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I have been shopping, those with eagle eye vision will observe the Harvey Nichols bag in the background. Now, Harvey Nicks is not just a shop for fashionistas, D to Z list celebs, footballers their wives and wanabees  – it has a serious wine department. Offering up not only the best Vermouth on the market Carpano’s  Antico Formula, but some other gems to boot. I had a serious “flow” moment  there (“Lost in the supermarket” The Clash, London Calling, 1979) and lost an hour of my day. Admittedly its a better line up than the “Usual Suspects” but which one is my Kaiser Soze? I believe the Turkish definition of “Soze” is to talk too much – so I shall keep it brief!

Adi Badenhorst’s wines are wicked! Biodynamic, organic, resolutely traditional, out there and uncompromising – you gotta love em!  This is from his second tier range,  “Secateurs Chenin Blanc” – I am ever an advocate (there is no connection) – and it delivers. Classic dumb-ish, wet wooley, secondary fermentation nose, a big splash of melon and citrus fruit on the follow through, balanced with seriously zippy, acidic zing! Check out his full range – you will not be disappointed.

The Domaine Drouhin Oregon Chardie (Willamette Valley) is Burgundian in character, a touch Chablisien, with bright, slightly tart, melony fruit, a lush creamy malolacticness (these malapropic descriptors are entirely my own) topped off with a judicious splash of classy French oak.

Pittacum is a red from Bierzo – a remote region in Galicia S.W.Spain. Considered by many to be the next big thing in Spanish winemaking, this is fashioned from the Mencia grape. Rarely grown anywhere else, Mencia delivers wines of great complexity, but at a relatively low alcohol level – have I mentioned this before? Organic, hand-harvested and the product of 75 year-old vines, it has a short maturation of around 4 months in American oak. Fleshy, well rounded with scents of blackcurrants and liquorice it is warmly concentrated with a slightly sweetish finish.

You should all know Paul Draper’s wines – if not, get a grip! This is Geyserville, a rustic, immensely characterful Zin – right up there with only the best examples. Damsons, plums, chocolate, lashings of creamy vanilla oakiness with huge concentration and an immense finish.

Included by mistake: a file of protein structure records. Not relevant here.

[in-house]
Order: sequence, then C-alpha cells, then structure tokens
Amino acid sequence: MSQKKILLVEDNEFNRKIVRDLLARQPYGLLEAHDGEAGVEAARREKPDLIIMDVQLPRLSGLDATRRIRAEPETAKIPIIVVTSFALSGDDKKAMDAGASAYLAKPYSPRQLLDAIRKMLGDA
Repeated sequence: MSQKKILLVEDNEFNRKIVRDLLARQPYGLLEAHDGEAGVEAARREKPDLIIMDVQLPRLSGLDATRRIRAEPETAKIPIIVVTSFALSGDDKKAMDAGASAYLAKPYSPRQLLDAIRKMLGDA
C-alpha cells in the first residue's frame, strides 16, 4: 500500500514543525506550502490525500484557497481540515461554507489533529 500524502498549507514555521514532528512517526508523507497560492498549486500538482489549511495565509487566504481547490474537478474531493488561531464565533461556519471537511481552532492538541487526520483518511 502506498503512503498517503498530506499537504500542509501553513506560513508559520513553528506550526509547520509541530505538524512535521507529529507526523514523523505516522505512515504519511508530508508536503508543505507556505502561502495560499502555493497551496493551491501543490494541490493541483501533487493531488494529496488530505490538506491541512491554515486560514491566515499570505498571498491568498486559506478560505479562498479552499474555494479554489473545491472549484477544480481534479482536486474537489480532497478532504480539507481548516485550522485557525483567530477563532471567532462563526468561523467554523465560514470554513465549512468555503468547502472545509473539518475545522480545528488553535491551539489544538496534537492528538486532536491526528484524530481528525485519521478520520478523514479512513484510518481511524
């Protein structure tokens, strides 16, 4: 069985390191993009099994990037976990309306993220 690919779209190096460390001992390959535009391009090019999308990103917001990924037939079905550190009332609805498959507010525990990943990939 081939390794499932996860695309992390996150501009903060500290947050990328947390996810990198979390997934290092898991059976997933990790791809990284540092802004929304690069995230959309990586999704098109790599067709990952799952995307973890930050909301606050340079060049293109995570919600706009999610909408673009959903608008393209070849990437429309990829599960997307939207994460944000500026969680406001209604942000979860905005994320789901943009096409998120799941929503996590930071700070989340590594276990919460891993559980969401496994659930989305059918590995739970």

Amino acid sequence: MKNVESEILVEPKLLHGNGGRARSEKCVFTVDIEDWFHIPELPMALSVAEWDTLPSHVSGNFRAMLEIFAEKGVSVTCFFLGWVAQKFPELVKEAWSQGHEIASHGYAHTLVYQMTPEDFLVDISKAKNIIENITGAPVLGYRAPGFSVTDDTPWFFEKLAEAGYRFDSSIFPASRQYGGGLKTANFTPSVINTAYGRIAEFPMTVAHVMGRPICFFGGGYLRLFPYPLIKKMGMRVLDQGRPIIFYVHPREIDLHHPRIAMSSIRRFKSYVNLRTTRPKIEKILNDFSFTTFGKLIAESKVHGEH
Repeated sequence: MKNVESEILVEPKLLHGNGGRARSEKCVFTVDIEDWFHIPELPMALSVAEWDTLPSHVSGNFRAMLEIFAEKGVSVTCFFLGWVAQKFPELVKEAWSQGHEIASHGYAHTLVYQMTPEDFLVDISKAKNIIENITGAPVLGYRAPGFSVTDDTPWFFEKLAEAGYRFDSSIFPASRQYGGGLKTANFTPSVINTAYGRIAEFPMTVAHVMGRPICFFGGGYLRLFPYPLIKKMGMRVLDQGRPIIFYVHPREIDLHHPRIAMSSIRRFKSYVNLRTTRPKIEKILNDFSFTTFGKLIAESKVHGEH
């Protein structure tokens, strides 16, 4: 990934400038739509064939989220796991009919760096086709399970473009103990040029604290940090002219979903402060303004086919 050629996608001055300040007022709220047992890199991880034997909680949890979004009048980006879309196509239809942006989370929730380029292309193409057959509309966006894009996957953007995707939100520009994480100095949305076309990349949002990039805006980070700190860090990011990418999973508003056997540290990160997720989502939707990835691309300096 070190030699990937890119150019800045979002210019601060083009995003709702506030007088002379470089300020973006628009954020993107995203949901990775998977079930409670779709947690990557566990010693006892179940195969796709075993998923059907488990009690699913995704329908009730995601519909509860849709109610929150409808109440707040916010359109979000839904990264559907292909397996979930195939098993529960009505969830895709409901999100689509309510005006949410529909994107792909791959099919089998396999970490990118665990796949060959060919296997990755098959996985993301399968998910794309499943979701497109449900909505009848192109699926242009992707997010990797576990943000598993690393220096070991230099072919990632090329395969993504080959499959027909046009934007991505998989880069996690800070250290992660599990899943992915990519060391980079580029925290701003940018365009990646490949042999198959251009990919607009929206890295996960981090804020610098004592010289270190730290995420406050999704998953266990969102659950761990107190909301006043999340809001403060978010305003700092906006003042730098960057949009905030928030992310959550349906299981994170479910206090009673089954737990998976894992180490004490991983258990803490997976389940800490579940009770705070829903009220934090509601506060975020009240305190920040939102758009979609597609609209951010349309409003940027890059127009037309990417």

Man O War Syrah, from New Zealand’s Waiheke Island comes in at a whopping 14% abv, Despite such robustness, it remains extremely fresh, although meaty, with some white pepper and clove notes on the nose. It opens up and softens after an hour, rounding and fleshing out with richness and sweet fruit to the fore. I tend to shy away from a scoring system, and find most predictions regarding ageing potential woefully inaccurate – as far as I am concerned its ready now! I am unsure if this property is named after a racehorse – who famously contested a seminal race with Seabiscuit – or, judging by its Dreadnaught range, is more likely to be named after a battleship – answers on a postcard please.

The Rosso di Montalcino is exactly that, the red wine of Montalcino. Cherries, berries, slightly astringent tannins , lively acidity to balance with a clean and moreish finish.

Lastly Kleos, (in epic poetry meaning fame or renown – Lost in Translation) from the coast of Campania, south of Naples, across the bay from Positano – can I go on holiday now? The wine is made from the Aglianico grape – big, robust chunky with a hint of herbaceousness mixed with obvious depth and class. I liked this wine a lot – I don’t know if this was because I tasted it after the others – but it has charm, presence and more than a smattering of individual sparkle – perhaps its my Kaiser Soze.